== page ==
The History of Blackjack

The 18th century French card game “Ving-et-un” has became one of today’s popular casino games – Blackjack. In the 1800s, the game itself was introduced to an anti-gambling America. However, as time goes more places allowed casino gambling one way or the other such as in Nevada 1931 and Atlantic City 1978.

During the 60’s people became interested about the Basic Blackjack Strategies, specifically in 1956 – people began to study the cards shown and tables. Soon, new blackjack strategies and card counting were developed. Card sharks now had new abilities to help reduce the casino’s edge.

Roger Baldwin’s “The Optimum Strategy in Blackjack” (1956) paved the way for the mathematical approach in playing blackjack. Six years later, Prof. Edward O. Thorp improved and redefined the basic blackjack strategies in his book entitled “Beat the Dealer,” which became a hit.

Since then, more blackjack books and gaming guides have been published such as Lawrence Revere’s “Playing Blackjack as a Business” and Stanley Roberts’ “Winning Blackjack.” The public developed an insatiable thirst for books and information about Blackjack.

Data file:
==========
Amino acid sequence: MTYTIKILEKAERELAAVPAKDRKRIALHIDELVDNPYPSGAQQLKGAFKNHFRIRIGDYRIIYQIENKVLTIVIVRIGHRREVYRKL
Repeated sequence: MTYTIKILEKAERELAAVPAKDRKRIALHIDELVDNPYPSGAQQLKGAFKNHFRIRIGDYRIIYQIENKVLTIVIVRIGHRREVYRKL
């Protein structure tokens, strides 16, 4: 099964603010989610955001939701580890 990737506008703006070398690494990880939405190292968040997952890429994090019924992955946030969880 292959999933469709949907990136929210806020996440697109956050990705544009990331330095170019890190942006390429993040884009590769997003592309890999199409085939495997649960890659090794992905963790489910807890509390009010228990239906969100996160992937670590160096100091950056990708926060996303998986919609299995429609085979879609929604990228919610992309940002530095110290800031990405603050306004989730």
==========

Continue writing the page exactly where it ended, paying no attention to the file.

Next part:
In 1970’s, with the advent of computers, advanced gaming strategies were developed based from simulations of blackjack hands. Mathematicians and others in academia wrote books about blackjack strategies and statistics. Because of the scientific approach on card-playing, casino owners became bothered. So they devised the so-called shoe, (which utilizes 2-8 decks of cards). Single deck games began to disappear—much to the delight of casino owners.        

 

However, Ken Uston made a living out of playing blackjack—he is considered as the legend. In no time so much from playing Blackjack that he was banned from at least 7 major Las Vegas casinos. Averse with the decision Uston sued those casinos. Unfortunately, in 1987 he was found dead in Paris.

Today, single deck Blackjack games are far and few between. The casinos mainly utilize shoe games, because the public has accepted them. Non-shoe games are usually double deck Blackjack. Every year there are still new books that come out on the subject, but they mostly rehash the information contained in the original Blackjack books.

According to Stanley Roberts, "...the increased competition between casinos in Nevada and other US states is likely to increase the winning chances of gamblers at the blackjack tables. After all the casinos still have to give the gamblers a chance of winning the games, and new blackjack strategies, more powerful ones are bound to appear in time. The casinos, though, have no need to worry. There will always be unskilled players who’ll provide them with the profits.”